It is basically 3 layers: 1 layer of backing and 1 layer of adhesive with the vinyl design in between.

I cut out the center with an exacto knife to fit over the light outlet.

ceilingholecut

The next part was a little tricky, centering it over the hole. Once I had it where I wanted it, I used masking tape to firmly attach it to the ceiling, forming a sort-of tape “hinge” on the straightest side to hold it in place when I start to peel off the backing layer.

ceilingreadytoapply

Starting at the hinge side begin peeling off the backing slowly while pressing down (or since it’s on the ceiling, “up”) the sticky layer. Slow and smooth is the key, you don’t want any air bubbles or wrinkles.

ceilingpeelunderlayer

Once the backing is off and it’s good and stuck in place, it’s time to “squeegie” on the design by rubbing firmly over the graphic, especially well over the fine lines. (Fastsigns gave me a squeegie with my order)

ceilingsqueegie

Then it’s time to peel off the sticky paper and reveal the graphic. Again, moving slow and steady does it, watching to be sure all the design adheres to the surface (if not, you can stop, move the paper down on the surface again and squeegie it some more)

ceilingpeel2

That’s it! The whole process took less than 20 minutes, and it looks great! I love knowing that no one else has a ceiling design like mine 😉 There are endless possibilities for RTA. Come up with your own design, your own words and styled lettering, anything you can imagine!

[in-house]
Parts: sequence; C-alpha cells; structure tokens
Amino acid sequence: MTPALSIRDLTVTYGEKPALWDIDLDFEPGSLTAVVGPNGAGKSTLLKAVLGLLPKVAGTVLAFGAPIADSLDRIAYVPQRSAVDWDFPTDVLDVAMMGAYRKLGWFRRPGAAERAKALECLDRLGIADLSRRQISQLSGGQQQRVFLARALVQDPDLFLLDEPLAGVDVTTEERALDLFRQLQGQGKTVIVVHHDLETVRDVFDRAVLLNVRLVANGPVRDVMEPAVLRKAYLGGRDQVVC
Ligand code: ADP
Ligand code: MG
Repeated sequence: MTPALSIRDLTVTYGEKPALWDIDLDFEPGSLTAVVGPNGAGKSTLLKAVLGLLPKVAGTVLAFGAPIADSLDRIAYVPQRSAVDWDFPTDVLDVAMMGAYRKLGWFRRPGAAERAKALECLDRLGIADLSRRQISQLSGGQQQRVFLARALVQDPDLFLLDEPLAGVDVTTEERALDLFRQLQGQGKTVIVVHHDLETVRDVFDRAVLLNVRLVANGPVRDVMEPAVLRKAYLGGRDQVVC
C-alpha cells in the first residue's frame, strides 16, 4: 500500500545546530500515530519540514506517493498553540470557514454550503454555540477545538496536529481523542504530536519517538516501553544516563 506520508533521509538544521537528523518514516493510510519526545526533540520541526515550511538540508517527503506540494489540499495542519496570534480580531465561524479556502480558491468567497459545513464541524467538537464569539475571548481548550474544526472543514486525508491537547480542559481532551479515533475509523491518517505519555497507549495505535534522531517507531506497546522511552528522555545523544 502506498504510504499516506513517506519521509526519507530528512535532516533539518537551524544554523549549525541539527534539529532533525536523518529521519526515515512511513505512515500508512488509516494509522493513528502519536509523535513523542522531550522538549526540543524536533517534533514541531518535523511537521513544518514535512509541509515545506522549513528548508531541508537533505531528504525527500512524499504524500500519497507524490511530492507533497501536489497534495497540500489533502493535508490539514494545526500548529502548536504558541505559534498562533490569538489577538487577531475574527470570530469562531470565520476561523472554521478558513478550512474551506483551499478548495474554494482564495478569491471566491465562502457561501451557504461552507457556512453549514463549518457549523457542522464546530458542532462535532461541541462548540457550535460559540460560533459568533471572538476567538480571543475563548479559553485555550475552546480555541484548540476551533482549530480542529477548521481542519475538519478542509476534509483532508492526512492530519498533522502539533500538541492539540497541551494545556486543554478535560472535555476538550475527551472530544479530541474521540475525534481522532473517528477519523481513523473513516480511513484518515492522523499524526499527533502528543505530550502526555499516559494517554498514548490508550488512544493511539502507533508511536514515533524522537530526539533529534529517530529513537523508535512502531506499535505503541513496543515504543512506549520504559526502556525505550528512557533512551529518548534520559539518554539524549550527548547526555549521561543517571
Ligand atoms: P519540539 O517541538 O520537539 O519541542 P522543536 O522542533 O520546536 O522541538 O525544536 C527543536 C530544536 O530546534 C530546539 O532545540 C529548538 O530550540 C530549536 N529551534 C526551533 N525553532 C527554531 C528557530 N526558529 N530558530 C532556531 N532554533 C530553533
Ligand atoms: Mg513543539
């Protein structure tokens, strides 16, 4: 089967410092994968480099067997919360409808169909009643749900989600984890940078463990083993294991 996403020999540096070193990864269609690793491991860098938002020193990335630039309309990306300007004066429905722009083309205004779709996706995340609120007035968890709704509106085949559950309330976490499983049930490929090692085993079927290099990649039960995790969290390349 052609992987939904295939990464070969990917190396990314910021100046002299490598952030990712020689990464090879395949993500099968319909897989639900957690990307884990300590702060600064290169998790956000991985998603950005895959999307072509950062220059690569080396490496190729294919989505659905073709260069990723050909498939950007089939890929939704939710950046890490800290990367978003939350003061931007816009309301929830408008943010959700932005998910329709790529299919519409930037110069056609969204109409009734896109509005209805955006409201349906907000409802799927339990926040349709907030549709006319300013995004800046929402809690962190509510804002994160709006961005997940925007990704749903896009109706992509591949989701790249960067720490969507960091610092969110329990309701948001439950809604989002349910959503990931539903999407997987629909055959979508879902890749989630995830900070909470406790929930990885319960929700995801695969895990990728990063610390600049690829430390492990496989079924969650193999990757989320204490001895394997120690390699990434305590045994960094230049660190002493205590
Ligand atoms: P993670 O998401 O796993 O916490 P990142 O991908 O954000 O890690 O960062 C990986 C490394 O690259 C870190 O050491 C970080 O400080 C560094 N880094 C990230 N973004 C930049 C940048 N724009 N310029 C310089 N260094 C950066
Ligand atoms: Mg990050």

ceilingrtadone

And here it is done, with the new light installed and the necklace added for some drama…(I know, I’m missing a light bulb. Back to the hardware store I go!)

ceilingdone  ceilingdone2

Next Project: A fun faux taxidermy experiment…

The BEST Cup of Coffee Ever…and YOU Made it! Here’s how. Plus WIN FREE COFFEE FOR A YEAR From Pablo’s Coffee!

Ah Java, that elixir of the Gods. If you’re a fellow devotee of the mighty bean, then you feel me. Life is simply too short for a crappy cup of coffee. But there is hope. You can actually make the best coffee you’ve ever had, yourself, at home, with just a little guidance. Not only does it taste great, but it’s also way cheaper than going to your local Starb#@ks.

Awesome Coffee 101

#1. Toss your automatic coffee maker in the trash, (or rather, recycle it) and get a French Press. I know it may seen drastic, but they are simply incapable of creating a tasty cup of joe. Why? The main reason is the water temperature. Most machines do not get the water hot enough and cannot regulate the temperature as it pours through the grinds. (It is also my humble opinion that the filter alters the taste of the coffee.)